Director of undergraduate studies: Corey O'Hern, M203 ML, 432-4258, firstname.lastname@example.org; seas.yale.edu/departments/mechanical-engineering-and-materials-science
Mechanical engineering is among the most diversified of the traditional engineering disciplines. The mechanical engineer builds machines to extend our physical and mental capabilities and to convert traditional and novel energy sources into useful forms.
The role of the mechanical engineer has changed dramatically over the past few decades with the extensive use of high-performance computers (in such areas as computational fluid dynamics, materials design, control, and manufacturing), the interfacing of microelectromechanical systems and actuators via microprocessors to build high-precision sensors and devices, and the advent of advanced materials (e.g., composites, shape-memory alloys, ceramics, and superconductors) for new applications (e.g., coatings, biomaterials, and computer storage). These areas offer mechanical engineering students special opportunities for creativity, demanding that they learn not only in depth but also in breadth. Demands for increased energy efficiency and reduced environmental impact—as might be realized, for example, in novel gas turbine or electric hybrid vehicles—require that students understand the fundamentals of mechanics, thermodynamics, fluid mechanics, combustion, and materials science. In all these tasks, the utmost consideration of the modern mechanical engineer is improving the quality of human life. The engineer must also be constantly aware both of the finiteness of Earth's resources and its environment and of the burden that engineering places on them.
The educational mission of the Department of Mechanical Engineering and Materials Science is to provide an excellent education that will prepare students to become members of the next generation of mechanical engineers. To implement this mission, the department adheres to the following set of educational objectives: to provide a balanced technical and nontechnical education to enable graduates to enter highly selective graduate schools and/or to pursue technical careers in industry or government laboratories; to enable graduates to improve and adapt their skills to accommodate rapid technological changes; to prepare graduates to communicate effectively and to understand the ethical responsibilities and impact on society of their profession. To achieve these objectives, the following fundamental educational goals have been established for the Department of Mechanical Engineering and Materials Science: to provide a comprehensive introduction to basic science and mathematics, which form the foundation of mechanical engineering; to provide thorough training in analytical and experimental methods and in data analysis, including problem formulation; to provide instruction in the fundamentals of the design process, including project innovation, synthesis, and management, both individually and in a team setting; to provide both a technical and a nontechnical program of study in which oral and written communication skills are developed; and to instill in students an understanding of their professional and ethical responsibilities, which affect society and their profession.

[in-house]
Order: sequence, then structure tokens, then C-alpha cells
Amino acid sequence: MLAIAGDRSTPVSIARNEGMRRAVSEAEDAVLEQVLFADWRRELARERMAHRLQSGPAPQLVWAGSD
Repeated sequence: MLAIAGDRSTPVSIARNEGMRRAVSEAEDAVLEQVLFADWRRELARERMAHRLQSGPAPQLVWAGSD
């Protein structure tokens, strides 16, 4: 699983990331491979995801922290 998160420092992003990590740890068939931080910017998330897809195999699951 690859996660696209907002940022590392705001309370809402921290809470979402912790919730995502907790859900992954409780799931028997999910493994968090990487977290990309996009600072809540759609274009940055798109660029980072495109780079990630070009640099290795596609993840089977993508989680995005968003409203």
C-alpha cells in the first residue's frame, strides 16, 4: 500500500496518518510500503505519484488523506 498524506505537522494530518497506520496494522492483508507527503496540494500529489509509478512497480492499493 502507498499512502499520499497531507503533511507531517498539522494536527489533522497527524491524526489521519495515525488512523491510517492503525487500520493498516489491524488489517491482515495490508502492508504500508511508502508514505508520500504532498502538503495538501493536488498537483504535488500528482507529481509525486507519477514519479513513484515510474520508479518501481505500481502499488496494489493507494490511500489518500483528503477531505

Courses for Nonmajors
Mechanics and mechanical engineering content can be found in several courses intended for those not majoring in science. See under Engineering and Applied Science.
The Mechanical Engineering Program
At Yale, three mechanical engineering programs are offered: a B.S. degree program with a major in Mechanical Engineering, a B.S. degree program with a major in Engineering Sciences (Mechanical), and a B.A. degree program with a major in Engineering Sciences (Mechanical). Prospective majors in both B.S. programs are advised to complete introductory physics and mathematics through calculus (MATH 115) by the end of their first year.
A student's undergraduate engineering program may include one or more special project courses (MENG 471, 472, 473, or 474), in which the student pursues a particular research interest through design-oriented projects and experimental investigations. Projects may be initiated by the student, may be performed in a team, or may be derived from the ideas of faculty members who place undergraduates in their ongoing research projects. All interested students should contact the director of undergraduate studies for more information on special project courses.
B.S. degree program in Mechanical Engineering This is the most technically intensive mechanical engineering degree program and is accredited by the Engineering Accreditation Commission of ABET, Inc. This program is appropriate for students who plan careers as practicing engineers in industry, consulting firms, or government as well as for students who are considering a career in research and plan to pursue an advanced degree in engineering.
B.S. degree program in Engineering Sciences (Mechanical) This non-ABET degree program is suitable for students who wish to gain significant expertise within mechanical engineering while combining their engineering studies with related disciplines. For example, a number of students have taken courses in architecture while pursuing a program in mechanical engineering that emphasizes structural mechanics; similarly, a student with an interest in computer graphics might combine engineering courses in computer-aided design with programming courses from the Department of Computer Science.